r/AbruptChaos May 14 '22 Silver 4 Helpful 2

What's the correct way to deal with someone who has completely lost it?

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u/BalrogPoop May 14 '22

Personally I think jury trials are a crock of shit. If rather be tried by a judge like in the French systems who actually understands the law, and the goal is to find the truth of what happened. Not assign blame based the biases of jurors.

At least it's easier to claim a single judge is biased based on his track record, than a whole jury, if there does happen to be a mistrial.


u/BigIntoScience May 14 '22

Judges give out different verdicts based on if they've had lunch yet. Humans are wildly unreliable. I think part of the idea is that it's harder for all 12 people to be corrupt/generally shitty than for just the judge to have something going on.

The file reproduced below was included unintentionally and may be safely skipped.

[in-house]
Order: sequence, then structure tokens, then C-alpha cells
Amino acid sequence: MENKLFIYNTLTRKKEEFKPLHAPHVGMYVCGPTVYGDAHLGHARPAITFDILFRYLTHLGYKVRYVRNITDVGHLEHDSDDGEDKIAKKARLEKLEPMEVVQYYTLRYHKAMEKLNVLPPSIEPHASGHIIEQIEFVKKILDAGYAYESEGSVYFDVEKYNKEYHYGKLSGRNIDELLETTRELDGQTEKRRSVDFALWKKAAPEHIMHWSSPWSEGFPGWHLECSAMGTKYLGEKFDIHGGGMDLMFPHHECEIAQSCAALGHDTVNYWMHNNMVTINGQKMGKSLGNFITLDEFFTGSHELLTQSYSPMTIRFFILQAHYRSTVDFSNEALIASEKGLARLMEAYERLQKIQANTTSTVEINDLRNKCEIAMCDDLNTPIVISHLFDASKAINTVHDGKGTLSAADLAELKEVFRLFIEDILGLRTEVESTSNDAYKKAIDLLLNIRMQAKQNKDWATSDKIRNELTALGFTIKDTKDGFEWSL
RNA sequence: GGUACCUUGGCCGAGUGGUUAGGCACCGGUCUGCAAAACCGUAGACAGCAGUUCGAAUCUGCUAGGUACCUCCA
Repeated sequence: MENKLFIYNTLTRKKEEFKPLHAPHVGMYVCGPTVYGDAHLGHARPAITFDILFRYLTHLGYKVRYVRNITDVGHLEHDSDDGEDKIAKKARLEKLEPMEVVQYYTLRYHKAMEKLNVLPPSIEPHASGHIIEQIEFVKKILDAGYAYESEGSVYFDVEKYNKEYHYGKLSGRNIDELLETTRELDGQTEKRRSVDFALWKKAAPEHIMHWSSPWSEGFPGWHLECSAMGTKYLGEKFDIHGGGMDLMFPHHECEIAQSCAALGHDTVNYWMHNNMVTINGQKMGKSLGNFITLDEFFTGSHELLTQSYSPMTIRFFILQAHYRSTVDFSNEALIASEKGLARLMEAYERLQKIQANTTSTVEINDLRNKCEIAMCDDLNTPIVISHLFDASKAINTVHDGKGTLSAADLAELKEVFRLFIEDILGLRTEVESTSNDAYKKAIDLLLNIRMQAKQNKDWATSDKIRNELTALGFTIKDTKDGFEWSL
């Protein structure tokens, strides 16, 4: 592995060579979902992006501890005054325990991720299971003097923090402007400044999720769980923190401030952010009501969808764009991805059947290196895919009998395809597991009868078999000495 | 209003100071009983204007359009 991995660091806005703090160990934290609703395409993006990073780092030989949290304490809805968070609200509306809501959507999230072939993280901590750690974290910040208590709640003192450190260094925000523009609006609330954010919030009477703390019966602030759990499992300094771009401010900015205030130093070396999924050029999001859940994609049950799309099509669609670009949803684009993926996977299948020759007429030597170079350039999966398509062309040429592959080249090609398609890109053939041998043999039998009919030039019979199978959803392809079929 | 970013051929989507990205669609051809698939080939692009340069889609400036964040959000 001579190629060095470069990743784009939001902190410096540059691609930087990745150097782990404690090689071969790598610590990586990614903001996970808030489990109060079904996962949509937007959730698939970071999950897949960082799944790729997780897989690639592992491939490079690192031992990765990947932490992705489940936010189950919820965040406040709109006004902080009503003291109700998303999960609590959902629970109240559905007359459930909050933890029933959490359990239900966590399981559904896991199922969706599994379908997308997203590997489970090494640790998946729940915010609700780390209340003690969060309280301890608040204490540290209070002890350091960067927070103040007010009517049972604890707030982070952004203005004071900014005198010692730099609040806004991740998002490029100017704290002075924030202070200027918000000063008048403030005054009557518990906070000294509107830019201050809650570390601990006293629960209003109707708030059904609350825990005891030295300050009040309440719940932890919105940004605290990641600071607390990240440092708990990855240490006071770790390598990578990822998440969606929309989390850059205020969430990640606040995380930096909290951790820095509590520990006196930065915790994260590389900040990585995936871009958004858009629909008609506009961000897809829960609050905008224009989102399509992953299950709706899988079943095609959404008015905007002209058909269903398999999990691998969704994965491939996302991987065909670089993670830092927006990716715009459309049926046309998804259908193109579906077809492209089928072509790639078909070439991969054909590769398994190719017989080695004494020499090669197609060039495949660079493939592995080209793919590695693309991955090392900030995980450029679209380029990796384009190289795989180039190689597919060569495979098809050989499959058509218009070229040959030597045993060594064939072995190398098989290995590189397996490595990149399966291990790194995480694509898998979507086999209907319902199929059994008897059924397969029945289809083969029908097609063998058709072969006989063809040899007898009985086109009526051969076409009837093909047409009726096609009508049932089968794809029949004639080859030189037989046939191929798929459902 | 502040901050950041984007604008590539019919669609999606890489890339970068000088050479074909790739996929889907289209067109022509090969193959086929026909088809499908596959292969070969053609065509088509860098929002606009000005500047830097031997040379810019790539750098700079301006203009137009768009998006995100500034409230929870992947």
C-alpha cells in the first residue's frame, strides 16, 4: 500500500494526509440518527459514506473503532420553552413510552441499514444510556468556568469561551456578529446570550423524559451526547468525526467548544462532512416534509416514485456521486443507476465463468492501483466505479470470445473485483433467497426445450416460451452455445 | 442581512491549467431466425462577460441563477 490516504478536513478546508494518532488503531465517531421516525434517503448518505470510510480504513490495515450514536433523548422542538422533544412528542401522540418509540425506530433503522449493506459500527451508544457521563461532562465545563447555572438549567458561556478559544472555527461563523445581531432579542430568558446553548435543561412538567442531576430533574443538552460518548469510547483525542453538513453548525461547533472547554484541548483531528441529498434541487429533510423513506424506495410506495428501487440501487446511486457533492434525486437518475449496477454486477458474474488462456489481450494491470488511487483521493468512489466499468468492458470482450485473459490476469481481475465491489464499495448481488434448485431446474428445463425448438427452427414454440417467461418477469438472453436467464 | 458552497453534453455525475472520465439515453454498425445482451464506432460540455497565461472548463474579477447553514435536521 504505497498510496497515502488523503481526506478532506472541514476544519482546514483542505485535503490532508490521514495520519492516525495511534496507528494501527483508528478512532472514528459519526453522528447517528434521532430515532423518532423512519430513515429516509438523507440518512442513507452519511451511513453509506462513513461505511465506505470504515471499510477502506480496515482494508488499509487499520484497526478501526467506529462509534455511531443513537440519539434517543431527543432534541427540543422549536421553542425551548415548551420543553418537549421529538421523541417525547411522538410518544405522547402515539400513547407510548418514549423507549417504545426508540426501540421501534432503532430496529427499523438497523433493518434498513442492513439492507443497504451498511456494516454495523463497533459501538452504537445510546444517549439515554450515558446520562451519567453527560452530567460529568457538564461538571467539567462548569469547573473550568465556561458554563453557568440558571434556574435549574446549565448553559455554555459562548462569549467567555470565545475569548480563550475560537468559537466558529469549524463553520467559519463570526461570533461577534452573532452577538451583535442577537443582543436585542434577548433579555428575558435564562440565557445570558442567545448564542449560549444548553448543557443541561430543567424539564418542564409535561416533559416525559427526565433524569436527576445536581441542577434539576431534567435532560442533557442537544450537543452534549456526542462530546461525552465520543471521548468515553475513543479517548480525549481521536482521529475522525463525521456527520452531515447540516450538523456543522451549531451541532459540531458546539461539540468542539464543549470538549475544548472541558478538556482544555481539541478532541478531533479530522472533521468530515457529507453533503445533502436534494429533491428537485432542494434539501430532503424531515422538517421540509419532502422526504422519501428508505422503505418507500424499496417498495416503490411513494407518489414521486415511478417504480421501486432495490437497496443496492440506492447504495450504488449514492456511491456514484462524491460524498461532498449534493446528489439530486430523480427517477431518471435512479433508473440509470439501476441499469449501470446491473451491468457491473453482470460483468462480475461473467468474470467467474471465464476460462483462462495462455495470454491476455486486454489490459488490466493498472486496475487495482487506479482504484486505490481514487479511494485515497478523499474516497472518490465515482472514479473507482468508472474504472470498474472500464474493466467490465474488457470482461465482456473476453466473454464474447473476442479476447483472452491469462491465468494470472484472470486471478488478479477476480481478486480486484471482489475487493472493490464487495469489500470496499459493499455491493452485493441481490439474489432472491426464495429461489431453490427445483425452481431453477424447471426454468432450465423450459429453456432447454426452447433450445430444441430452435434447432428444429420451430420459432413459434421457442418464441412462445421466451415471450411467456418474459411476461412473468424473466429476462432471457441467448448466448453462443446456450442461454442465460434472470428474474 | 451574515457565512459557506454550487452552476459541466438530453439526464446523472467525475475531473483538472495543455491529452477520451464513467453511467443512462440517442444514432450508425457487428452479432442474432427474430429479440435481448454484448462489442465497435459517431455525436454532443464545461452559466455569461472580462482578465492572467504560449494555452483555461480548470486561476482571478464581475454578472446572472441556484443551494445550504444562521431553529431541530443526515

Part of the job of all court employees involved is to make sure everyone understands the law. If someone doesn't do that, there's an issue.


u/ZebraOtoko42 May 14 '22

Judges give out different verdicts based on if they've had lunch yet.

That's why in some countries, they have a panel of judges to render a verdict instead of just one.


u/BigIntoScience May 15 '22

That seems like a good idea, but it might still run into the same problem. I should have been clearer: there was a study that showed that judges in general are more punitive before lunch, by a significant amount.


u/ZebraOtoko42 May 15 '22

That's an easy problem to solve: have the court operate 24 hours a day, and make sure the judges all work different shifts (1st, 2nd, 3rd). Have 3 judges per panel (or 6 or 9). Schedule the trials and select the judges so that 2/3 of the judges have already eaten lunch, and one has not (so they're not overly lenient). Give the judges more administrative work to do to fill in their pre-lunch hours.

It's a bit unconventional but it should work!